“Hey,” John said to me, then motioned me away from the group. We stepped out of hearing range and John frowned. “What do you think?”

I shrugged. “We should probably look into it. I mean, she does have the video.”

John shook his head. “It’s nothing. She’s just a bad neighbor. Besides, do you know all the paperwork this means if we pursue it?”

I pursed my lips. Avoiding paperwork didn’t seem like a good reason to ignore a complaint like this.

“Just like Mr. Jordan said, she couldn’t possibly smell anything other than herself.”

I had an uncle who lived on a farm. Every time I went there all I could smell was cow manure and muddy hay. Uncle Tony said the place didn’t stink at all, except when a cat died in the rafters. He could smell the dead cat, just not the cows. I opened my mouth to mention it when Mrs. Jordan spoke up.

“Can we please get this over with? I have something on the stove.”

John took a deep breath then exhaled. “I’m sorry for the inconvenience, Mrs. Jordan. Go ahead and get back to your stove. Miss Hope, there’s really not much we can do.”

“You’re kidding me.” Eden raised one eyebrow at him.

“We’ll make sure to file a report and if any of the other neighbors mention anything then maybe we…”

“All the other neighbors are gone. All moved out a long time ago.”

“Why?”

Eden just shrugged. Mrs. Jordan said, “Nosy neighbors?”

“Have a nice day, Miss Hope,” John said.

Her response was not the customary one that followed a statement like John’s. He ignored the obscenities and headed back to our patrol car. I walked back a little more slowly. Before I reached my door I heard Mrs. Jordan say, “You’re going to regret that, you freak.”

I watched them in the mirror as John drove away. That was the last time I ever saw Eden Hope. The case stuck with me a long time, and several years later I went back there. I learned that Eden had mysteriously disappeared some time ago, and even though her sister had cleared out the house and sold it on the market, the neighborhood still kept that funny smell for years.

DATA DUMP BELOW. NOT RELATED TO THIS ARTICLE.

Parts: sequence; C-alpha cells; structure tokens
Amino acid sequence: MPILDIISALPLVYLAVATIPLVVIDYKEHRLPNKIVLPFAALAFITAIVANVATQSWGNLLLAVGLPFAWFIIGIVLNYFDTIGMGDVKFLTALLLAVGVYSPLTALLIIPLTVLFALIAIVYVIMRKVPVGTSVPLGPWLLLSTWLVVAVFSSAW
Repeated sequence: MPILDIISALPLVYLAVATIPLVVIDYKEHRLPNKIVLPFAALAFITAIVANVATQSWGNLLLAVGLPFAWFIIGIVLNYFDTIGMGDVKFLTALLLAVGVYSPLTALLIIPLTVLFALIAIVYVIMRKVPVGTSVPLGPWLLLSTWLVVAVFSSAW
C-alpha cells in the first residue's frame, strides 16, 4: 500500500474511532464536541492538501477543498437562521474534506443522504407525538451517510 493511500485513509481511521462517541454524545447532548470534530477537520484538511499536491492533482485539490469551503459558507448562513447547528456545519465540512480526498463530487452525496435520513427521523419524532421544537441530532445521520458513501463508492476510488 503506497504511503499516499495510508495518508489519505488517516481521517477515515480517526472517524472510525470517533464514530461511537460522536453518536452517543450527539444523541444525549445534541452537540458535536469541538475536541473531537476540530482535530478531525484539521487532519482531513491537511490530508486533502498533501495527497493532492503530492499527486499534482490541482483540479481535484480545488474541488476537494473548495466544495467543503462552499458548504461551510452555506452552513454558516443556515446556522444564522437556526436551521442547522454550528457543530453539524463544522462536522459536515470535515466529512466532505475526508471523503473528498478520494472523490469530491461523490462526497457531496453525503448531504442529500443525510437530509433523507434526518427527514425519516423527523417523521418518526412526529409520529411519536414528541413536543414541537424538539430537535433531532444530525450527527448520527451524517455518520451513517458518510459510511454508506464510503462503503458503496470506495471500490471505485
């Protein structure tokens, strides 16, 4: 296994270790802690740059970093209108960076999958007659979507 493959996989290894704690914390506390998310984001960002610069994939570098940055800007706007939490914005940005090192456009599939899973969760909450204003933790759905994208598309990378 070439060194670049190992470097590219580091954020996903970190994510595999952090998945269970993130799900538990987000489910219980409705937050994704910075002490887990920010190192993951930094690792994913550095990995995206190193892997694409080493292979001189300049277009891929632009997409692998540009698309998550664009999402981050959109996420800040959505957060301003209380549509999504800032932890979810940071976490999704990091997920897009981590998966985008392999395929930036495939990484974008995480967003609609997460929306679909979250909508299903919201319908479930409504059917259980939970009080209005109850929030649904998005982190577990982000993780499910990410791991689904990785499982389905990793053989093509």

So this exercise was inspired by one of my Spokane Fiction Writer’s Group exercises that we do every month. The prompt was to write a scene that had dialogue with four or more people. I decided to write it in first person mainly because it cut down the number of names I needed to say in order to tag the dialogue. And speaking of dialogue tagging, I tried to use beats instead of using “said” or other tags.

Overall it was a fun little exercise. I certainly enjoyed writing it. I hope you enjoy reading it. And, why not? If you’ve got time, or if you’re stuck in a little bit of writer’s block, go find a way to write a scene with more than four characters speaking. Let me know how it turned out.

Have fun and enjoy the writing.

Sylah

L.P. Masters Writes

Here’s a fun little piece I wrote a few years ago, just for laughs.

Sylah

Sylah should have felt fear, but all she could think at the moment was, “isn’t this a fitting end?” as her balance tipped over the edge of the catwalk railing.

J.D. scrolled the mouse down until he reached the bottom of the page and saw that there was nothing more written on the book.  “So…What happens next?”

“I don’t know!  I haven’t written it yet.”  L.P. answered, waiting impatiently for him to move so that she could find out what happened next.

“You mean you don’t know what happens until you write it?”

L.P. thought about that for a moment, then said, “Pretty much.  Yeah.”

“Then how do you write the book?”

“The characters write it for me.”

J.D. had a touch of mocking in his voice as he said, “The characters! Ha.”

At that moment a slender, blue woman walked up, grabbed J.D. by the hand and moved him out of the computer chair, then she sat down and started typing,

Her arms flailed about, searching for something that would stop the inevitable fall.  She scratched the face of the woman who had tripped her in the first place, caught someone’s sleeve and felt her blue fingers slip from the fabric. At that point, she knew there was no stopping.

The blue woman stood up and looked at L.P. “It’s sounding good,” she said.

L.P. smiled, then reached over and shut J.D.’s mouth.